Curcumin, the active ingredient of the rhizome curcuma longa has been extensively studied as an anticancer agent for various types of tumours. However, its efficacy as an anticancer agent is restricted due to poor absorption from the gastrointestinal tract, rapid metabolism and degradation in acidic medium. In the present study, we encapsulated curcumin in chitosan-pectinate nanoparticulate system (CUR-CS-PEC-NPs) for deployment of curcumin to the colon, whereby curcumin is protected against degradative effects in the upper digestive tract, and hence, maintaining its anticancer properties until colon arrival. The CUR-CS-PEC-NPs was taken up by HT-29 colorectal cancer cells which ultimately resulted in a significant reduction in cancer cell propagation. The anti-proliferative effect of the encapsulated curcumin was similar to that of free curcumin at equivalent doses which confirms that the encapsulation process did not impede the anticancer activity of curcumin. The oral bioavailability (Cmax, and AUC) of curcumin in CUR-CS-PEC-NPs was enhanced significantly by 4-folds after 6 hours of treatment compared to free curcumin. Furthermore, the clearance of curcumin from the CUR-CS-PEC-NPs was lower compared to free curcumin. These findings point to the potential application of the CUR-CS-PEC-NPs in the oral delivery of curcumin in the treatment of colon cancer.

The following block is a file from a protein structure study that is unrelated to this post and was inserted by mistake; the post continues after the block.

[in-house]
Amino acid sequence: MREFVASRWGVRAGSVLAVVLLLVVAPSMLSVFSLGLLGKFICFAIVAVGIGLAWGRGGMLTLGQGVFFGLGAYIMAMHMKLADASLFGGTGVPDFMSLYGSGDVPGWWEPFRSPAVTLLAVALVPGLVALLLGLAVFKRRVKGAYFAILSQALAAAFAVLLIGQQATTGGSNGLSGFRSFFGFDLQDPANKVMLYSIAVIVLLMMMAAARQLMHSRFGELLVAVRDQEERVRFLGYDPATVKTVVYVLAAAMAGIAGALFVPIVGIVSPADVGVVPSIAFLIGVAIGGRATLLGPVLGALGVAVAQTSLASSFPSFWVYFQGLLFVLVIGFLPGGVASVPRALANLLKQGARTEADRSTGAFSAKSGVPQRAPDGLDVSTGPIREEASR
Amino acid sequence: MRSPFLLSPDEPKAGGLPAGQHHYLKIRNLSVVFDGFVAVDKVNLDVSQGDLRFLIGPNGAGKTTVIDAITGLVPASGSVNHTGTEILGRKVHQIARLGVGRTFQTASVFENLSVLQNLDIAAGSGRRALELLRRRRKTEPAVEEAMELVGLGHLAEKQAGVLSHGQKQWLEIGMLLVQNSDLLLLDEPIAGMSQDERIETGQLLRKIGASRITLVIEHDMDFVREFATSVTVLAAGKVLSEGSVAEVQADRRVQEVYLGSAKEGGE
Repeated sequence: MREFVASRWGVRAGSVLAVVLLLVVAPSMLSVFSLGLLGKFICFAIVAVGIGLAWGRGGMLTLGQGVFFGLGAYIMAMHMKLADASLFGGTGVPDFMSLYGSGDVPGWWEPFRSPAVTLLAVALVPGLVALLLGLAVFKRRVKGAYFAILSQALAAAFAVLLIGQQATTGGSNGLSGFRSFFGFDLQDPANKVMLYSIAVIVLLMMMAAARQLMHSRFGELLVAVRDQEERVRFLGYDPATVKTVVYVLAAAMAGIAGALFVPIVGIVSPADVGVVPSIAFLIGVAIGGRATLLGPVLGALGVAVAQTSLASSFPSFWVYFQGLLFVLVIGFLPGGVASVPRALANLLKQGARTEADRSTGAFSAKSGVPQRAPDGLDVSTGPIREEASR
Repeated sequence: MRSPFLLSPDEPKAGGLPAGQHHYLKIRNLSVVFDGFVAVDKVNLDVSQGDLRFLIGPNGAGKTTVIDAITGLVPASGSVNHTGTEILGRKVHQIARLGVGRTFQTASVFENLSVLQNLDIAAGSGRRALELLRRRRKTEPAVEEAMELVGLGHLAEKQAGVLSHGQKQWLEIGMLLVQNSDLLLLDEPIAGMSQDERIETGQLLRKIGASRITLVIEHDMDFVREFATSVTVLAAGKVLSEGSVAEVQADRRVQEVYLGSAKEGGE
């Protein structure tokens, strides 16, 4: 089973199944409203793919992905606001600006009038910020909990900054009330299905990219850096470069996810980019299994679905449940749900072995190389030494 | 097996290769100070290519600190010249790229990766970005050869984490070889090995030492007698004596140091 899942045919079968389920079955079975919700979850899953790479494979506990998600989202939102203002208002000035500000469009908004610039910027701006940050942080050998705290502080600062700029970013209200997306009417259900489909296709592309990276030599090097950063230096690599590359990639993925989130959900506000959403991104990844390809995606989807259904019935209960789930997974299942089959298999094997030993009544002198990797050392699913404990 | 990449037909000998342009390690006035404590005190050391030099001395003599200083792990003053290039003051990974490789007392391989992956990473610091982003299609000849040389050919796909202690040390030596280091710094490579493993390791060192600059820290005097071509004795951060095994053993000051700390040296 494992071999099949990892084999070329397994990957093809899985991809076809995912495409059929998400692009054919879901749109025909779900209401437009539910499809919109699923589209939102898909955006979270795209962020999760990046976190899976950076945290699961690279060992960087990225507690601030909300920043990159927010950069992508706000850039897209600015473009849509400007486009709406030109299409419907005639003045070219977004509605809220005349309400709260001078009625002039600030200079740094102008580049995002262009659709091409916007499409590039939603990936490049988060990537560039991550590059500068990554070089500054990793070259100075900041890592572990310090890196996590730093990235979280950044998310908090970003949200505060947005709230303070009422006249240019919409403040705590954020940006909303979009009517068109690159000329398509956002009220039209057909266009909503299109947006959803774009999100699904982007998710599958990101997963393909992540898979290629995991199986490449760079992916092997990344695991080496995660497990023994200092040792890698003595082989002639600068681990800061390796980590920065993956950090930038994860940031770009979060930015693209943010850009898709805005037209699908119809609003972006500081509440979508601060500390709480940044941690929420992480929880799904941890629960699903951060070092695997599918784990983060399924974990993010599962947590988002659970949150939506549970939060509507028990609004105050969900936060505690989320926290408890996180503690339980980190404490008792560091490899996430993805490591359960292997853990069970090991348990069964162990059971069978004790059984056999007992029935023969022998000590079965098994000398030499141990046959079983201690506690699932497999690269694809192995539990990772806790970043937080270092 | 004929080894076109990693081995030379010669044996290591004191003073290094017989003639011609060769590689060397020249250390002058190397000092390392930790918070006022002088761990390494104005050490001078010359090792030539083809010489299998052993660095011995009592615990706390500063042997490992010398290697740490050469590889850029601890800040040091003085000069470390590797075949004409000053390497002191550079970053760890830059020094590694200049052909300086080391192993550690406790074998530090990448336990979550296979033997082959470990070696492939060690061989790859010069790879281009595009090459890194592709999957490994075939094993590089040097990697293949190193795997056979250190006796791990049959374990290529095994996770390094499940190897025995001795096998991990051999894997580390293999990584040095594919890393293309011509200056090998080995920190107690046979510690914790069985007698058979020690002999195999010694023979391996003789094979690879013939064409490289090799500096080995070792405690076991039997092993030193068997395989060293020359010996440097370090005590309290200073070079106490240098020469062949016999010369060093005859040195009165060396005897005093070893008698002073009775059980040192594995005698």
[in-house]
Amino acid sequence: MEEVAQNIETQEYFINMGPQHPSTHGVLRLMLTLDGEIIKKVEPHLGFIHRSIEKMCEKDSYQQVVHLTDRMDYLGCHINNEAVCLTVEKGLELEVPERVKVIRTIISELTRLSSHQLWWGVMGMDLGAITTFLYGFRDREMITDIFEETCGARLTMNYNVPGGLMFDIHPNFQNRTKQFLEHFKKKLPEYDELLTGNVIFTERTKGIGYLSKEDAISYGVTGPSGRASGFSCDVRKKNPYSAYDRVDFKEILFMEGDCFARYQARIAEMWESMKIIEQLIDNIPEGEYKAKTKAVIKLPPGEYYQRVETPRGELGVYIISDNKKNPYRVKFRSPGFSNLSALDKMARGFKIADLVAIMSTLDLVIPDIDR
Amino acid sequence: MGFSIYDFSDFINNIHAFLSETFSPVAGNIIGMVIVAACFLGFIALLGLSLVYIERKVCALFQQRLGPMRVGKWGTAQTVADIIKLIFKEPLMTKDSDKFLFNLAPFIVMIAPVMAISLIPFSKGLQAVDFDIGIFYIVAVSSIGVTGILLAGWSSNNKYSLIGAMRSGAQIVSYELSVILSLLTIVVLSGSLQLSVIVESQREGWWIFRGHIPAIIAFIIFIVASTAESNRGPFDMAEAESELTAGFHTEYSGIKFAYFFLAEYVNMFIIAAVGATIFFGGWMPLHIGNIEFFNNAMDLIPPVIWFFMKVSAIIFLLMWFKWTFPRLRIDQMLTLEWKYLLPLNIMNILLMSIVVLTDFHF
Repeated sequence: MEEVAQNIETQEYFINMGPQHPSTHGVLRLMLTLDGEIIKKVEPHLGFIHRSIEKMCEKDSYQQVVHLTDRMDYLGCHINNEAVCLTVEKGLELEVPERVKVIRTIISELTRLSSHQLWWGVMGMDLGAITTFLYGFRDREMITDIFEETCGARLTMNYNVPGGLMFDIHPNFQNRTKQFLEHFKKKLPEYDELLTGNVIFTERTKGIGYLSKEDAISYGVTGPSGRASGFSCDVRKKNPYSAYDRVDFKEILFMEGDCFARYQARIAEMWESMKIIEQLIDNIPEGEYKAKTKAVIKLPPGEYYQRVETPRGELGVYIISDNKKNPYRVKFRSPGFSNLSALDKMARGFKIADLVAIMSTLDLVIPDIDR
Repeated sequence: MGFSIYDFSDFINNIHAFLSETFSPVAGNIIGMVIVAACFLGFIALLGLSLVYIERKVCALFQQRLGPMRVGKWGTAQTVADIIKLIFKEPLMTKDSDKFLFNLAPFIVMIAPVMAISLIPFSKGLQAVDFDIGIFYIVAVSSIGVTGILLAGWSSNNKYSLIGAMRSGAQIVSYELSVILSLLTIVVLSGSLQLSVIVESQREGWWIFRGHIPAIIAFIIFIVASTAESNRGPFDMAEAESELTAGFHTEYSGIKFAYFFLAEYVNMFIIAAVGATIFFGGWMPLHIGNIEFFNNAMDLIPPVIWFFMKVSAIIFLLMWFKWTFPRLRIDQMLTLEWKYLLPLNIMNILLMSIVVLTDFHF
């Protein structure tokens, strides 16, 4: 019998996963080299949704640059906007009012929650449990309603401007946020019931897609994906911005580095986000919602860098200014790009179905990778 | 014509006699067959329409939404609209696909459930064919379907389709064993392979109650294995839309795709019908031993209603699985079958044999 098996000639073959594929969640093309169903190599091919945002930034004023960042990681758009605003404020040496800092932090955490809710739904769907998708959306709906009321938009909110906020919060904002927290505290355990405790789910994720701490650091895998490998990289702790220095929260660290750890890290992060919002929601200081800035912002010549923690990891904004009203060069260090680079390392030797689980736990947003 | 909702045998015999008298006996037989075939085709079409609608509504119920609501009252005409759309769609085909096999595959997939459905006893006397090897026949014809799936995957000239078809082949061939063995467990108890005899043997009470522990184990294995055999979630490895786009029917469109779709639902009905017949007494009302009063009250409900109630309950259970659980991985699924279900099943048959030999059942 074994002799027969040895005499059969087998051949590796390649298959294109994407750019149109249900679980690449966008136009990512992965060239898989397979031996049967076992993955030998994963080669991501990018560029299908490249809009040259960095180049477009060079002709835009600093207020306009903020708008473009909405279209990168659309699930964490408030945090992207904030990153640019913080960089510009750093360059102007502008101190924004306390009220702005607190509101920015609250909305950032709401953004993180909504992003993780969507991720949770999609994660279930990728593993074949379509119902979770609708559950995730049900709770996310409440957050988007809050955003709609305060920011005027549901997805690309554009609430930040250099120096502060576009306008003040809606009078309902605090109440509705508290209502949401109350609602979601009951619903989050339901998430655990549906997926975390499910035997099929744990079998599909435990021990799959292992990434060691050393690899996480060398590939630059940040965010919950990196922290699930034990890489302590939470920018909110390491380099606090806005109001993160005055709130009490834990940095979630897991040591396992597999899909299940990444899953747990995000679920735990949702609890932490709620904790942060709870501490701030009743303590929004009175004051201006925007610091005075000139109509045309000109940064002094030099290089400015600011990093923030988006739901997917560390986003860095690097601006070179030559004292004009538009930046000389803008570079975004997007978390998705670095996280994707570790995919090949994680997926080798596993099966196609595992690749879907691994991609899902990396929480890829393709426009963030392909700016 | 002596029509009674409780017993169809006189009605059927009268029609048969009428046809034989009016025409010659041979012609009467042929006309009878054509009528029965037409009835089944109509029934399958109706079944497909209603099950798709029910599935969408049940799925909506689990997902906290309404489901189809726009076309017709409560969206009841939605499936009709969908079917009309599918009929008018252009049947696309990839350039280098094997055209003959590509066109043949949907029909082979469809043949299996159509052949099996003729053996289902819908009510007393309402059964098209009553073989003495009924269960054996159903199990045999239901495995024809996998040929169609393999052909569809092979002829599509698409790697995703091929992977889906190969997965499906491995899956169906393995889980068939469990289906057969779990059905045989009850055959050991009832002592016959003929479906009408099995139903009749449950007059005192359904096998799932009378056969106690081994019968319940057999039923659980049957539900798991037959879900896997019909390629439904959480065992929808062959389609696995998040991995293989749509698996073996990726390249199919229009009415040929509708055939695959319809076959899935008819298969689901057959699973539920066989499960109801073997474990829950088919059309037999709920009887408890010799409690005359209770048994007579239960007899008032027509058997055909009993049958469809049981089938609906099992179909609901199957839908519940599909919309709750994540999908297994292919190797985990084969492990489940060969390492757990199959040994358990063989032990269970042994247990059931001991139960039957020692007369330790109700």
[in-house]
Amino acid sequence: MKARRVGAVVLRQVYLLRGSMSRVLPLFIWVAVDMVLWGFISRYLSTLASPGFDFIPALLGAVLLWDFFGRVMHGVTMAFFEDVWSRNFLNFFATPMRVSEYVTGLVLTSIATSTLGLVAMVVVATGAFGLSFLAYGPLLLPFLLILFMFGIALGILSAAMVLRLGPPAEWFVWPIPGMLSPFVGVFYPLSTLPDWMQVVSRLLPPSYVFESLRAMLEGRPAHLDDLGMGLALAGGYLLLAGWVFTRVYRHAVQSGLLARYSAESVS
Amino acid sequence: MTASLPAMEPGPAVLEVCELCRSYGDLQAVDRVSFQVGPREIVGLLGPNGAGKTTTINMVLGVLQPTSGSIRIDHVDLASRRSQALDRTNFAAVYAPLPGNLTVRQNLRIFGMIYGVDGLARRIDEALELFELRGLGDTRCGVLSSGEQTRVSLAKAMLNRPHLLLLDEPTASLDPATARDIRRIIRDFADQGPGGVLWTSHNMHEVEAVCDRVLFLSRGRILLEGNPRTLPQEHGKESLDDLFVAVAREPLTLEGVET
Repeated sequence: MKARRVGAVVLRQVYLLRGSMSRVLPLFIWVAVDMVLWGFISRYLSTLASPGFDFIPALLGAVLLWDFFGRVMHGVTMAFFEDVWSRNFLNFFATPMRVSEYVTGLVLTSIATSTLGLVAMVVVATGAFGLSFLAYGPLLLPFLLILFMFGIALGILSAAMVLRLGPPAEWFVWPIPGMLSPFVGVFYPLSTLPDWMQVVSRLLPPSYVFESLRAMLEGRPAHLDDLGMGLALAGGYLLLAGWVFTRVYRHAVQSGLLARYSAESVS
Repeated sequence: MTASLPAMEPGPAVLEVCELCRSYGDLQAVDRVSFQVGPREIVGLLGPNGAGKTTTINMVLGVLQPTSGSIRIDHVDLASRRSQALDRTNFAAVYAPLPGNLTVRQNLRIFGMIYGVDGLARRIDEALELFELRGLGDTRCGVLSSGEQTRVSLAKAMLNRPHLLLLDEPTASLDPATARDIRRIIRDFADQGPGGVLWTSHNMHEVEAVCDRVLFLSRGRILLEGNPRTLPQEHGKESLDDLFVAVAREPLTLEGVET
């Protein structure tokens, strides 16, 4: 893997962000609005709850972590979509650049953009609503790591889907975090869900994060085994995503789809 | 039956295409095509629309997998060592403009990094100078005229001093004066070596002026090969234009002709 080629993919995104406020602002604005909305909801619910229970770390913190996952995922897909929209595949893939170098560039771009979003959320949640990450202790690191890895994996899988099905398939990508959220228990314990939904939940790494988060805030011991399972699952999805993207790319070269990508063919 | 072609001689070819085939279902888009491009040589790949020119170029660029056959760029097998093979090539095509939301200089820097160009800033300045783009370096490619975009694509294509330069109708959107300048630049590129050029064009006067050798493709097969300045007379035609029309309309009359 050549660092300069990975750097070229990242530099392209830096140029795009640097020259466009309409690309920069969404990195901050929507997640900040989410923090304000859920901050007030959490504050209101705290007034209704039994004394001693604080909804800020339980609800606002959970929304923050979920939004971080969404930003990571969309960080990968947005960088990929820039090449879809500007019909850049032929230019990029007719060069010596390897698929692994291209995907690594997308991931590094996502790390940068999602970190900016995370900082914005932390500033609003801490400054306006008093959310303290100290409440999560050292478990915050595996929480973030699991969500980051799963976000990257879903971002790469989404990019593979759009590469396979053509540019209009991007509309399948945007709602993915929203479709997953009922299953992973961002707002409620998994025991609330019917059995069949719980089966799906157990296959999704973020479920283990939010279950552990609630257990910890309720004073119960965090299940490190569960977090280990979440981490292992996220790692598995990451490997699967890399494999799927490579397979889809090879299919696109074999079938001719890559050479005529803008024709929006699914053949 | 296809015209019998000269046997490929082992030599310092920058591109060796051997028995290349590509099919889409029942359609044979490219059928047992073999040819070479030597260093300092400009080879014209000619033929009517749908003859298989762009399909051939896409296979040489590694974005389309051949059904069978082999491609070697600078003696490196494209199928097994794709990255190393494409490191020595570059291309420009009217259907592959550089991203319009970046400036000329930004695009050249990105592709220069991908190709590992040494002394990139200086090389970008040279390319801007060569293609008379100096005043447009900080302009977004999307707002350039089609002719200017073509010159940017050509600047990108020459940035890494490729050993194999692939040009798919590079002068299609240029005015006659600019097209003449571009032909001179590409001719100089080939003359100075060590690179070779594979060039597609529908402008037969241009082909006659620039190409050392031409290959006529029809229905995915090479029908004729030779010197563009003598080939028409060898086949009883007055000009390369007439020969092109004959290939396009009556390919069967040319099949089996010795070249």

There is a crucial need to develop new effective drugs for Alzheimer's disease (AD) as the currently available AD treatments provide only momentary and incomplete symptomatic relief. Amongst natural products, curcumin, a major constituent of turmeric, has been intensively investigated for its neuroprotective effect against β-amyloid (Aβ)-induced toxicity in cultured neuronal cells. The ability of curcumin to attach to Aβ peptide and prevent its accumulation is attributed to its three structural characteristics such as the presence of two aromatic end groups and their co-planarity, the length and rigidity of the linker region and the substitution conformation of these aromatics. However, curcumin failed to reach adequate brain levels after oral absorption in AD clinical trials due to its low water solubility and poor oral bioavailability. A number of new curcumin analogs that mimic the active site of the compound along with analogs that mimic the curcumin anti-amyloid effect combined with anticholinesterase effect have been developed to enhance the bioavailability, pharmacokinetics, water solubility, stability at physiological conditions and delivery of curcumin. In this article, we have summarized all reported synthetic analogs of curcumin showing effects on β-amyloid and discussed their potential as therapeutic and diagnostic agents for AD.